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Publisher's Summary

When Rigg and his friends crossed the Wall between the only world they knew and a world they could not imagine, he hoped he was leading them to safety. But the dangers in this new wallfold are more difficult to see. Rigg, Umbo, and Param know that they cannot trust the expendable, Vadesh - a machine shaped like a human, created to deceive - but they are no longer certain that they can even trust one another.
But they will have little choice. Because although Rigg can decipher the paths of the past, he can’t yet see the horror that lies ahead: A destructive force with deadly intentions is hurtling toward Garden. If Rigg, Umbo, and Param can’t work together to alter the past, there will be no future.
©2012 Orson Scott Card (P)2012 Brilliance Audio, Inc.
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Customer Reviews

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By Jim "The Impatient" on 11-08-13

Story Stretching 101

This book and the last book I read by Card have just made me mad. Card is using his famous name to sell crap. I love the early Card, before he became a preacher. Card had some good ideas, but instead of putting them in one book, he decided he could make more money by writing trilogies, knowing his name alone would sell the books. In this book he demonstrates how to stretch a short story into a book.
1. Have about five characters.
2. Have those characters, bitch and fight and discuss every single step they take.
3. Make sure the characters constantly misunderstand each other.
4. Have the characters even debate their and the other characters actions in their own heads. Make sure and really draw out these misunderstandings and insecurities.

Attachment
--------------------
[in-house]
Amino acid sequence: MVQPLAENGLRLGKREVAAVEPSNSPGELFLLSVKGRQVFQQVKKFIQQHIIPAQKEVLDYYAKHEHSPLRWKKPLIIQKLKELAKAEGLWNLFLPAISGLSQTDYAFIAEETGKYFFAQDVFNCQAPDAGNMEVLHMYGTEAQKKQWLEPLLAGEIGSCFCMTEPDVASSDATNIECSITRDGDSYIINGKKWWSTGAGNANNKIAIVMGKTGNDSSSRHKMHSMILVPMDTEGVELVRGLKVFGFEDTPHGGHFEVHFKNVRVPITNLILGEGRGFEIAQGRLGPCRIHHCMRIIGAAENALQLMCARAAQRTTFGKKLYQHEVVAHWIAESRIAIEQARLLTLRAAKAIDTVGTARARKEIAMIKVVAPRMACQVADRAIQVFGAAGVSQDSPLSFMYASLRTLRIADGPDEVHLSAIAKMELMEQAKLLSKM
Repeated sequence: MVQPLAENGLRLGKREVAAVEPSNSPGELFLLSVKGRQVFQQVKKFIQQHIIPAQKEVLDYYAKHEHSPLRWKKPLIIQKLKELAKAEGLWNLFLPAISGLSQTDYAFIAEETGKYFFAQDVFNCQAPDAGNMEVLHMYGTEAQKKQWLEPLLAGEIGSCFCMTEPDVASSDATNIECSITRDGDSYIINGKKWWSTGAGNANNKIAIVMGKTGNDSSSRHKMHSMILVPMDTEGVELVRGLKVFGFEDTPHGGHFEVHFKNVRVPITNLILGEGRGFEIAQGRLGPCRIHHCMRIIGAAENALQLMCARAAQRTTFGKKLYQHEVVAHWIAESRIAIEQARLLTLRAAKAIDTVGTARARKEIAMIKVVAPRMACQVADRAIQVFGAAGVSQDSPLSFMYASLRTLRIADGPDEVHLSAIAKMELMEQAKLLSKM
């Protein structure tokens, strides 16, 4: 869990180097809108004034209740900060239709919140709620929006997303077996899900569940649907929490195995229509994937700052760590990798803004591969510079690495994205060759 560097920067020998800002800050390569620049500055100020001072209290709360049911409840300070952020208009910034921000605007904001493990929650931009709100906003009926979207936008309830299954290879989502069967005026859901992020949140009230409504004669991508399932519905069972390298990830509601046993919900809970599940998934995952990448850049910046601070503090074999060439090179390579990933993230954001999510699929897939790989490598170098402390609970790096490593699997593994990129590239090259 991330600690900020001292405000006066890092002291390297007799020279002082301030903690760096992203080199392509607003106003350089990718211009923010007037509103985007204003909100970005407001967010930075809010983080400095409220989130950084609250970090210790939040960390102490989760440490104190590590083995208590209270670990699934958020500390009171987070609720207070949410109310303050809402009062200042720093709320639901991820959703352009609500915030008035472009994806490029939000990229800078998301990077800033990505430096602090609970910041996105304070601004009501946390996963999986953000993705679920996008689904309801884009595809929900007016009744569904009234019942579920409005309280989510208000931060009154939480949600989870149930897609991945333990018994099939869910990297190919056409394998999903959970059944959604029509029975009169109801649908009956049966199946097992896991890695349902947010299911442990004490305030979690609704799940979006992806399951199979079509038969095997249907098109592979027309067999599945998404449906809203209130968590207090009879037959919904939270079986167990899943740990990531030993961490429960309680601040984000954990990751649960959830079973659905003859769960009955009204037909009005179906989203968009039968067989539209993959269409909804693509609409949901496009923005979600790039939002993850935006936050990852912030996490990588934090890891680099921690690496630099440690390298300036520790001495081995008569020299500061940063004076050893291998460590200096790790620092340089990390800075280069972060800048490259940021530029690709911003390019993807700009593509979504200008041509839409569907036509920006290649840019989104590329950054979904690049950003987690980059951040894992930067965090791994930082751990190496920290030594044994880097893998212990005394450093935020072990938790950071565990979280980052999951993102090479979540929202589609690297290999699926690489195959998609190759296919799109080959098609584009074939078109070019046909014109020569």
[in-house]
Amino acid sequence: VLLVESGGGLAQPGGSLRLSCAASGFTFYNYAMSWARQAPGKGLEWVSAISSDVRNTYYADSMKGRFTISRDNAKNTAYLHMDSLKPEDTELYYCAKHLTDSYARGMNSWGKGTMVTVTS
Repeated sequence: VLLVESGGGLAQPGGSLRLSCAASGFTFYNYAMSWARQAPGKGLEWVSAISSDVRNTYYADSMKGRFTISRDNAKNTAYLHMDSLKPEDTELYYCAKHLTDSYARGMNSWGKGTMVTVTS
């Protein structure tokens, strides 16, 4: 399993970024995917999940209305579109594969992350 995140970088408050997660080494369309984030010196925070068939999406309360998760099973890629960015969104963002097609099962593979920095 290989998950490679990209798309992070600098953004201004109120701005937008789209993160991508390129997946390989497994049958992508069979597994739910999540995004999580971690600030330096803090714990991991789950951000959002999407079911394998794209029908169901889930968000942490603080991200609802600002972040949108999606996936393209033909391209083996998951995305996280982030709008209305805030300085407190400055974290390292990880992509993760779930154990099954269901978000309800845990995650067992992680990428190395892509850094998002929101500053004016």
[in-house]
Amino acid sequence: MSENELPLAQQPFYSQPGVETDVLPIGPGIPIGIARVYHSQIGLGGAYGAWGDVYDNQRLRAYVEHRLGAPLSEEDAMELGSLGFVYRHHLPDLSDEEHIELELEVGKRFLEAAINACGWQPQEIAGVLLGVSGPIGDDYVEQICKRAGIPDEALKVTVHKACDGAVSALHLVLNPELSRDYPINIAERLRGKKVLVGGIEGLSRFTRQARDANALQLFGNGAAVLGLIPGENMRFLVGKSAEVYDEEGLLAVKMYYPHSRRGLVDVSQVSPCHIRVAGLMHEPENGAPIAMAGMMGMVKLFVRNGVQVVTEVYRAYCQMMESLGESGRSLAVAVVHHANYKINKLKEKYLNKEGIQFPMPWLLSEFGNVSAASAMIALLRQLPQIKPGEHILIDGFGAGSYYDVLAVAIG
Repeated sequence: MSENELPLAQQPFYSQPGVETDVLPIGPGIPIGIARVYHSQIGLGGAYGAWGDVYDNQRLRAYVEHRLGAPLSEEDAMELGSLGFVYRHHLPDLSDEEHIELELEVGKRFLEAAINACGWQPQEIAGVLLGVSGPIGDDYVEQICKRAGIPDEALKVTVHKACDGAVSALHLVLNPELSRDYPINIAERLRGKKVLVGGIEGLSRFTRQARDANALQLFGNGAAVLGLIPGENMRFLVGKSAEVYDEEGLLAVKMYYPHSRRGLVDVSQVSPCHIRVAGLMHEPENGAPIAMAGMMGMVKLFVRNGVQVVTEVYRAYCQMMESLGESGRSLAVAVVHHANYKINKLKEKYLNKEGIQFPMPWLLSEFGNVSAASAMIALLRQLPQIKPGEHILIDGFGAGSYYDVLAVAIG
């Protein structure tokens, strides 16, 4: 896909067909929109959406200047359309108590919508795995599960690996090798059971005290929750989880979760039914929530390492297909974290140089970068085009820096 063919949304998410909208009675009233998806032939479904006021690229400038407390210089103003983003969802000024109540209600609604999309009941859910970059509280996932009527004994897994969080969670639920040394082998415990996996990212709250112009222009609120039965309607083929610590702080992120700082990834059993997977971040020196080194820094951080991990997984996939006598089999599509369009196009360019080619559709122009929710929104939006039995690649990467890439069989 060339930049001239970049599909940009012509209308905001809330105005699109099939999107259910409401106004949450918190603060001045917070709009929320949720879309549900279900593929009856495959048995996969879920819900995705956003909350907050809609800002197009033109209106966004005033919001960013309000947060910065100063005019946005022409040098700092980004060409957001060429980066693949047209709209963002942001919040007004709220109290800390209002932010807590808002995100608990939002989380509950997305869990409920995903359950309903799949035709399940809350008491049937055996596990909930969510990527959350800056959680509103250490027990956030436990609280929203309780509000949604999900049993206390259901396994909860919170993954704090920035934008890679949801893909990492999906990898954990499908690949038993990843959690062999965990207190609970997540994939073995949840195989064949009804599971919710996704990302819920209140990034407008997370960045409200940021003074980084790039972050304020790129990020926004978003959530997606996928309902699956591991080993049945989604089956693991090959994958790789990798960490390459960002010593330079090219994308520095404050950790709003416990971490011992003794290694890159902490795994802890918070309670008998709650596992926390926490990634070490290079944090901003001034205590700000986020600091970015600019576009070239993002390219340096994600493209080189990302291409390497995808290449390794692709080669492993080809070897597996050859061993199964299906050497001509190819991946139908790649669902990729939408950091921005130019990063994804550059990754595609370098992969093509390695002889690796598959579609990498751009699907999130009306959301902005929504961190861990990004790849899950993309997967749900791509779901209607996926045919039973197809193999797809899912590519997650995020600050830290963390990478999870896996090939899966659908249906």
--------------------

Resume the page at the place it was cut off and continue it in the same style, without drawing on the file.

5. Have the characters say things figuratively, so other characters can get literal and you can have middle school jokes about what was really meant.

I am going to try one more time to read a modern Card, (Earth Aware) and if that is as irritating as this, then I will stay with only pre 1990 Card books.

Android One "What was all the discussion about?"
Android Two "It's a human thing."

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28 of 32 people found this review helpful

By Bryant on 11-03-12

Huge Card fan left slightly disappointed.

I'll start this by saying I'm a huge Card fan. Ender's Game is my favorite book, and I loved Pathfinder. I counted down the days until this was published, but now I'm left disappointed.

Card's usual depth and complexity are there in the story, and I cannot deny it isn't well written. But he significantly faulted, in my judgement anyways, by making the drama in this book all about the characters and their inabilities to trust each other.

A little bit of resentment towards each others is one thing, but there were whole chapters where the characters would argue or fight or just plain whine the whole time. It was distracting, removed me from the story, and even made me stop listening for chunks at a time. Honestly, it was so bad I wanted to slap the characters. It didn't really feel "real" considering what we'd known about them from the last book.

He's all set up for a climactic book three in which there will hopefully be real drama and conflict. This one felt forced, as though in order to justify a book two he forced out character drama that didn't need to exist and borderline overwhelmed the rest of the story.

I cannot wait for book three and I put my hopes on that one. This one felt as if half of it was unneeded, and downright annoying.

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22 of 27 people found this review helpful

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